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Why the Hell Are We Still Subsidizing Fossil Fuels?

Ever notice how much time and energy is spent bitching and moaning about our addiction to fossil fuels? How we whine about high gas prices and fret over a future when global consumption outstrips supply and sends crude prices even higher?

What you probably haven't noticed is this: Worldwide governments are still subsidizing the oil and gas industry with taxpayer funds, and at levels five times greater than global support for energy alternatives. Pretty weird when you think about it.

Let's talk numbers
The global fossil fuel industry is mature by any measure and yet it benefits from $312 billion in consumption subsidies, according to the International Energy Agency's recently released clean energy progress report. Renewables only get $57 billion.

The sheer size of subsidies for fossil fuels are shocking. The disparity between fossil fuels and clean energy subsidies is downright pathetic. And that gap would be even larger under the long-term Republican budget plan released this week by Rep. Paul Ryan. This budget plan rolls back funding and support for all "uncompetitive sources of energy." That means clean energy would lose support, but the subsidies for fossil fuels would remain.

Considering the disproportionate amount that goes to fossil fuels, it's amazing that renewable energy has made any headway at all. Global investment in renewable energy has increased dramatically in the past decade, leading directly to a tenfold increase in installed wind power capacity and large solar energy markets in 10 countries.

Why do we have subsidies to begin with?
Fossil fuels are the backbone of the global economy. So governments spend a lot to support them in two ways.

  • Reducing production costs for fossil fuel companies;
  • Making fuel/energy cheaper for consumers (common in developing countries)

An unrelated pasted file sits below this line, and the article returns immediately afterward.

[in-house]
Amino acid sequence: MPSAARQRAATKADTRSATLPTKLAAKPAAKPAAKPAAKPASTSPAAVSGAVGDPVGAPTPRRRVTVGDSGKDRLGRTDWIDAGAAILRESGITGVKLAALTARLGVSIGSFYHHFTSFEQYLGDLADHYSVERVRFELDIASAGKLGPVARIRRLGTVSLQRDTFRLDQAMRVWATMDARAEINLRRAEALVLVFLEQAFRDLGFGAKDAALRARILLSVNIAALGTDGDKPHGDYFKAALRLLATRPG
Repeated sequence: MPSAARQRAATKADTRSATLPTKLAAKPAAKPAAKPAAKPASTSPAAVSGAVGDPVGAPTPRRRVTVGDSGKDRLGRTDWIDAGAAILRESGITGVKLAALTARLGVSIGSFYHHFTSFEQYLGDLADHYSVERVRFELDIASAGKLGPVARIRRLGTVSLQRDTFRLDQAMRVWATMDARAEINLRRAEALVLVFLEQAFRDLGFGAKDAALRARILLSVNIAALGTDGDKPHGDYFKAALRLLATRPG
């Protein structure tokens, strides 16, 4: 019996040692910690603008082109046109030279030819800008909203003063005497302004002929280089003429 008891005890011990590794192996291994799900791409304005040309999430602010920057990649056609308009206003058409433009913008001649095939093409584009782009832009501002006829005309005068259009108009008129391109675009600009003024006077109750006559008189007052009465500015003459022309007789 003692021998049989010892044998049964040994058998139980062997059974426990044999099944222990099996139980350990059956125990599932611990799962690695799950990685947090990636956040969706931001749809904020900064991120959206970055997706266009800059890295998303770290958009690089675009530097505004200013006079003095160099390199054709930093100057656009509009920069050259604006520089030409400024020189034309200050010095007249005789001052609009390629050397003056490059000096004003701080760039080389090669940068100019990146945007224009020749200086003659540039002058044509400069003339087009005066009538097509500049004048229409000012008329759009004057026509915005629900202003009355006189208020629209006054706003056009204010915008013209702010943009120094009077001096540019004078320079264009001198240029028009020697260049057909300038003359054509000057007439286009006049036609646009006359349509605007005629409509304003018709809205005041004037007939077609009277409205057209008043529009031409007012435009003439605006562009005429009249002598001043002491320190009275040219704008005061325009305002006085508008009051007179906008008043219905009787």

In Europe and the United States, we generally have production subsidies, which artificially inflate the bottom line of a politically powerful industry that already enjoys record-breaking profits. Corporate welfare, in other words.

What happens if subsidies disappeared tomorrow?
Suppose subsidies for fossil fuels disappeared tomorrow. GOP Congressman Joe Barton believes companies like Exxon would go out of business. He argues that subsidies for the industry should remain if you "believe in the free market capitalist system." But that's just silly talk. The industry won't suddenly vanish.

On the contrary, the fossil fuel industry can maintain those profits by raising prices. That will impact consumers who buy gas or even energy-intensive products. Either way, the industry will do just fine. There's no concrete estimate for how much prices would rise if subsidies ended.

But without subsidies, governments (and taxpayers) would be free of an expensive burden. Many folks don't realize that as taxpayers we're already paying more for energy. The U.S. provided $72.4 billion in total subsidies to fossil energy between 2002 and 2008. There are benefits too. Economic modeling studies have found GDP would increase (on a global scale) as much as 0.7 percent a year through 2050 if subsidies were eliminated.

What would happen if all subsidies for all forms of energy ended tomorrow?
Some argue that without subsidies clean energy could immediately displace fossil fuels. Unfortunately, that's a ways off. Clean energy still doesn't provide enough fuel and power to supplant fossil fuels altogether. It will take years, possibly decades, for clean energy to scale up enough to give fossil fuels a run for their money. We best get started.

Some of the other key findings from IEA's report:

  • Coal has been the fastest-growing global energy source for the past decade, meeting 47 percent of new electricity demand.
  • Worldwide renewable power grew an average of 2.7 percent per year since 1990, while traditional electricity generation -- much of it from coal -- grew 3 percent per year over the same time period.
  • Biofuels have grown steadily, but still only represent 3 percent of global road transport fuel consumption.
Photo from the TVA